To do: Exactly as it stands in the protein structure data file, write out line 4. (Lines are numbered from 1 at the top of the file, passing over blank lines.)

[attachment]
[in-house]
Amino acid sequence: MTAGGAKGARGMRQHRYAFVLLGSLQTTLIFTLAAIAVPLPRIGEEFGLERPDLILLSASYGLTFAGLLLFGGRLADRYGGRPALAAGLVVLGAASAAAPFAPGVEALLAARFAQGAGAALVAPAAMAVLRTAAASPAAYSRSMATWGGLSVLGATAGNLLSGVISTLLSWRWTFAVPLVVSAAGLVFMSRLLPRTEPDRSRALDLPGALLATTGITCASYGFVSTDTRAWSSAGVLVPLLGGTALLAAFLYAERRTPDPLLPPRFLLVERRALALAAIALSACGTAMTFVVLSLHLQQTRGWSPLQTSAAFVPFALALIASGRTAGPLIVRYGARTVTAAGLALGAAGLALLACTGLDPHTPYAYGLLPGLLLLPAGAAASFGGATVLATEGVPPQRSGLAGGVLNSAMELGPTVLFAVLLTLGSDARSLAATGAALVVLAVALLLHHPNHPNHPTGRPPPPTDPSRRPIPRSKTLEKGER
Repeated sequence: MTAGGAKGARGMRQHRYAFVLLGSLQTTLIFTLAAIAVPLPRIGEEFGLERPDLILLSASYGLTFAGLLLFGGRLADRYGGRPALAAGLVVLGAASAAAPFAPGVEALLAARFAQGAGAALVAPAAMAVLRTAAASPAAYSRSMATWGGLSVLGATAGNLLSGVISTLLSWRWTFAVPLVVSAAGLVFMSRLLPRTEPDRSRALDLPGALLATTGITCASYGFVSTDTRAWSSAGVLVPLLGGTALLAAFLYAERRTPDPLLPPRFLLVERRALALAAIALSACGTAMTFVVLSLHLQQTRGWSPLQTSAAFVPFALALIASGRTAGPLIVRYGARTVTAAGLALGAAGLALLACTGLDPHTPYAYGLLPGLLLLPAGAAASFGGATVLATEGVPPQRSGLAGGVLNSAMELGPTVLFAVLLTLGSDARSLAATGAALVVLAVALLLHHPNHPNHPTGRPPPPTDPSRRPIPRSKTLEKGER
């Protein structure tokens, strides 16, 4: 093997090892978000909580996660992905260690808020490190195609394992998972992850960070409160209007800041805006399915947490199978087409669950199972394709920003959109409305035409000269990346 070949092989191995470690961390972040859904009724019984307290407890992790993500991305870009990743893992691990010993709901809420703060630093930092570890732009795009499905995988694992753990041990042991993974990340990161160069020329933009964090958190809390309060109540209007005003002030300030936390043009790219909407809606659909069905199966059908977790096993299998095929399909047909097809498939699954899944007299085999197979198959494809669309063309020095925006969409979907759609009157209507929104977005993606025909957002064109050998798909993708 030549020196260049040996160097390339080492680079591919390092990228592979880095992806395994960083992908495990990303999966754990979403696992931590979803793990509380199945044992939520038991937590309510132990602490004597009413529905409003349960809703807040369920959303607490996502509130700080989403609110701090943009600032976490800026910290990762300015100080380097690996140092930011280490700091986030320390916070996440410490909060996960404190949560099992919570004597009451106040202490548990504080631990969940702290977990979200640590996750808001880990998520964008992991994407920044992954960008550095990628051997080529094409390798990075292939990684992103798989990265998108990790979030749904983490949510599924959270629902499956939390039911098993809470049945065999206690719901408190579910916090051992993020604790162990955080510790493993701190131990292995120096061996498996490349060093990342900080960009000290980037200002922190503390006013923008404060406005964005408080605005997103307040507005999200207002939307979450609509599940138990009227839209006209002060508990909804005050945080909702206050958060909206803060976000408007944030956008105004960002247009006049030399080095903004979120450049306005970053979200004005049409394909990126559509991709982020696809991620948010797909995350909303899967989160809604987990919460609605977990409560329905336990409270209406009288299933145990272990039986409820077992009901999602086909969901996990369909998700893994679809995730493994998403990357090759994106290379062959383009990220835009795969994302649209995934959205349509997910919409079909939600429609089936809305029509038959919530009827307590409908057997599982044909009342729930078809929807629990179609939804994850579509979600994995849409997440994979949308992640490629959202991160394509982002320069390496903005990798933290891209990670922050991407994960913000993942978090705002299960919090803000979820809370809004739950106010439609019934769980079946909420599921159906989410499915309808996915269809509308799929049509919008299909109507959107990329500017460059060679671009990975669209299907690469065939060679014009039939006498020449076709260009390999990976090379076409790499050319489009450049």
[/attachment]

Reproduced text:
């Protein structure tokens, strides 16, 4: 093997090892978000909580996660992905260690808020490190195609394992998972992850960070409160209007800041805006399915947490199978087409669950199972394709920003959109409305035409000269990346 070949092989191995470690961390972040859904009724019984307290407890992790993500991305870009990743893992691990010993709901809420703060630093930092570890732009795009499905995988694992753990041990042991993974990340990161160069020329933009964090958190809390309060109540209007005003002030300030936390043009790219909407809606659909069905199966059908977790096993299998095929399909047909097809498939699954899944007299085999197979198959494809669309063309020095925006969409979907759609009157209507929104977005993606025909957002064109050998798909993708 030549020196260049040996160097390339080492680079591919390092990228592979880095992806395994960083992908495990990303999966754990979403696992931590979803793990509380199945044992939520038991937590309510132990602490004597009413529905409003349960809703807040369920959303607490996502509130700080989403609110701090943009600032976490800026910290990762300015100080380097690996140092930011280490700091986030320390916070996440410490909060996960404190949560099992919570004597009451106040202490548990504080631990969940702290977990979200640590996750808001880990998520964008992991994407920044992954960008550095990628051997080529094409390798990075292939990684992103798989990265998108990790979030749904983490949510599924959270629902499956939390039911098993809470049945065999206690719901408190579910916090051992993020604790162990955080510790493993701190131990292995120096061996498996490349060093990342900080960009000290980037200002922190503390006013923008404060406005964005408080605005997103307040507005999200207002939307979450609509599940138990009227839209006209002060508990909804005050945080909702206050958060909206803060976000408007944030956008105004960002247009006049030399080095903004979120450049306005970053979200004005049409394909990126559509991709982020696809991620948010797909995350909303899967989160809604987990919460609605977990409560329905336990409270209406009288299933145990272990039986409820077992009901999602086909969901996990369909998700893994679809995730493994998403990357090759994106290379062959383009990220835009795969994302649209995934959205349509997910919409079909939600429609089936809305029509038959919530009827307590409908057997599982044909009342729930078809929807629990179609939804994850579509979600994995849409997440994979949308992640490629959202991160394509982002320069390496903005990798933290891209990670922050991407994960913000993942978090705002299960919090803000979820809370809004739950106010439609019934769980079946909420599921159906989410499915309808996915269809509308799929049509919008299909109507959107990329500017460059060679671009990975669209299907690469065939060679014009039939006498020449076709260009390999990976090379076409790499050319489009450049």